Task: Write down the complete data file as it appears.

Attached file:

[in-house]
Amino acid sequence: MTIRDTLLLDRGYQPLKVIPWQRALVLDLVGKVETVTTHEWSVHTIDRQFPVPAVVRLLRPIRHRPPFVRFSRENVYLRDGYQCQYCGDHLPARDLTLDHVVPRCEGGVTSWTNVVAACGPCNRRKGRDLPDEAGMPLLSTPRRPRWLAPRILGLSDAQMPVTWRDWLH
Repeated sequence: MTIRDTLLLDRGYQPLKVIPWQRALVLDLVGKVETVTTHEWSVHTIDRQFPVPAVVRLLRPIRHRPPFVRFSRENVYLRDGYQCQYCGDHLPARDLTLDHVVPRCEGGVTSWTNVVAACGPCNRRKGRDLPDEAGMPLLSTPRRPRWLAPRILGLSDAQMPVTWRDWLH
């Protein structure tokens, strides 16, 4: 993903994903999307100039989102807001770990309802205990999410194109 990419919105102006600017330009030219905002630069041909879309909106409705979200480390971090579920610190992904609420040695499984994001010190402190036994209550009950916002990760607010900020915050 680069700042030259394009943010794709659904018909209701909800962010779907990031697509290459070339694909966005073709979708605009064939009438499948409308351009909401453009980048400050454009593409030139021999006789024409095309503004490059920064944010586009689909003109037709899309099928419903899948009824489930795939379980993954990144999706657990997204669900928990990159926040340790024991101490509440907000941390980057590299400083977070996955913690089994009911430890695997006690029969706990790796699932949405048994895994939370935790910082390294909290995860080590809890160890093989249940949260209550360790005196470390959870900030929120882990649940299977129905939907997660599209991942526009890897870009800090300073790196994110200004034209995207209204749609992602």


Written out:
[in-house]
Amino acid sequence: MTIRDTLLLDRGYQPLKVIPWQRALVLDLVGKVETVTTHEWSVHTIDRQFPVPAVVRLLRPIRHRPPFVRFSRENVYLRDGYQCQYCGDHLPARDLTLDHVVPRCEGGVTSWTNVVAACGPCNRRKGRDLPDEAGMPLLSTPRRPRWLAPRILGLSDAQMPVTWRDWLH
Repeated sequence: MTIRDTLLLDRGYQPLKVIPWQRALVLDLVGKVETVTTHEWSVHTIDRQFPVPAVVRLLRPIRHRPPFVRFSRENVYLRDGYQCQYCGDHLPARDLTLDHVVPRCEGGVTSWTNVVAACGPCNRRKGRDLPDEAGMPLLSTPRRPRWLAPRILGLSDAQMPVTWRDWLH
């Protein structure tokens, strides 16, 4: 993903994903999307100039989102807001770990309802205990999410194109 990419919105102006600017330009030219905002630069041909879309909106409705979200480390971090579920610190992904609420040695499984994001010190402190036994209550009950916002990760607010900020915050 680069700042030259394009943010794709659904018909209701909800962010779907990031697509290459070339694909966005073709979708605009064939009438499948409308351009909401453009980048400050454009593409030139021999006789024409095309503004490059920064944010586009689909003109037709899309099928419903899948009824489930795939379980993954990144999706657990997204669900928990990159926040340790024991101490509440907000941390980057590299400083977070996955913690089994009911430890695997006690029969706990790796699932949405048994895994939370935790910082390294909290995860080590809890160890093989249940949260209550360790005196470390959870900030929120882990649940299977129905939907997660599209991942526009890897870009800090300073790196994110200004034209995207209204749609992602």